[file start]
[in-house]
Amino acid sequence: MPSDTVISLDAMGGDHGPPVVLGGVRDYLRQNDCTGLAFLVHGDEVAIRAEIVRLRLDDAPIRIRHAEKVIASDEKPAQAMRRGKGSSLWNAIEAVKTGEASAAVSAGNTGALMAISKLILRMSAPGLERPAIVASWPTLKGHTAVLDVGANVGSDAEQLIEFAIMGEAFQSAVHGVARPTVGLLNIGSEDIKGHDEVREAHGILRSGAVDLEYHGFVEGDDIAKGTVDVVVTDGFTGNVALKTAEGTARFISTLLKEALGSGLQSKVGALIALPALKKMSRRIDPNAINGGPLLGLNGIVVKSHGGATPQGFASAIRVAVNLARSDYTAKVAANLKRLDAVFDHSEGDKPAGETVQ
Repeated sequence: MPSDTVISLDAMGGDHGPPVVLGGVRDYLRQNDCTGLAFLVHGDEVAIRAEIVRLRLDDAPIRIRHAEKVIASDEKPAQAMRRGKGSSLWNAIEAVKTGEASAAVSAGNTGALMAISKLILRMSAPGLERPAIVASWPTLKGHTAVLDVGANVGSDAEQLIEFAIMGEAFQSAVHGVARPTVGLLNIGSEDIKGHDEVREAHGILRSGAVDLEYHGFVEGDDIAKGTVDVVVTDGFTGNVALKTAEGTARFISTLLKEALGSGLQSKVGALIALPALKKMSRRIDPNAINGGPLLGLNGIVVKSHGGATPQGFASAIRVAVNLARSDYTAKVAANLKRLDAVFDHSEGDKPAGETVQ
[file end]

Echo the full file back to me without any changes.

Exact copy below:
[in-house]
Amino acid sequence: MPSDTVISLDAMGGDHGPPVVLGGVRDYLRQNDCTGLAFLVHGDEVAIRAEIVRLRLDDAPIRIRHAEKVIASDEKPAQAMRRGKGSSLWNAIEAVKTGEASAAVSAGNTGALMAISKLILRMSAPGLERPAIVASWPTLKGHTAVLDVGANVGSDAEQLIEFAIMGEAFQSAVHGVARPTVGLLNIGSEDIKGHDEVREAHGILRSGAVDLEYHGFVEGDDIAKGTVDVVVTDGFTGNVALKTAEGTARFISTLLKEALGSGLQSKVGALIALPALKKMSRRIDPNAINGGPLLGLNGIVVKSHGGATPQGFASAIRVAVNLARSDYTAKVAANLKRLDAVFDHSEGDKPAGETVQ
Repeated sequence: MPSDTVISLDAMGGDHGPPVVLGGVRDYLRQNDCTGLAFLVHGDEVAIRAEIVRLRLDDAPIRIRHAEKVIASDEKPAQAMRRGKGSSLWNAIEAVKTGEASAAVSAGNTGALMAISKLILRMSAPGLERPAIVASWPTLKGHTAVLDVGANVGSDAEQLIEFAIMGEAFQSAVHGVARPTVGLLNIGSEDIKGHDEVREAHGILRSGAVDLEYHGFVEGDDIAKGTVDVVVTDGFTGNVALKTAEGTARFISTLLKEALGSGLQSKVGALIALPALKKMSRRIDPNAINGGPLLGLNGIVVKSHGGATPQGFASAIRVAVNLARSDYTAKVAANLKRLDAVFDHSEGDKPAGETVQ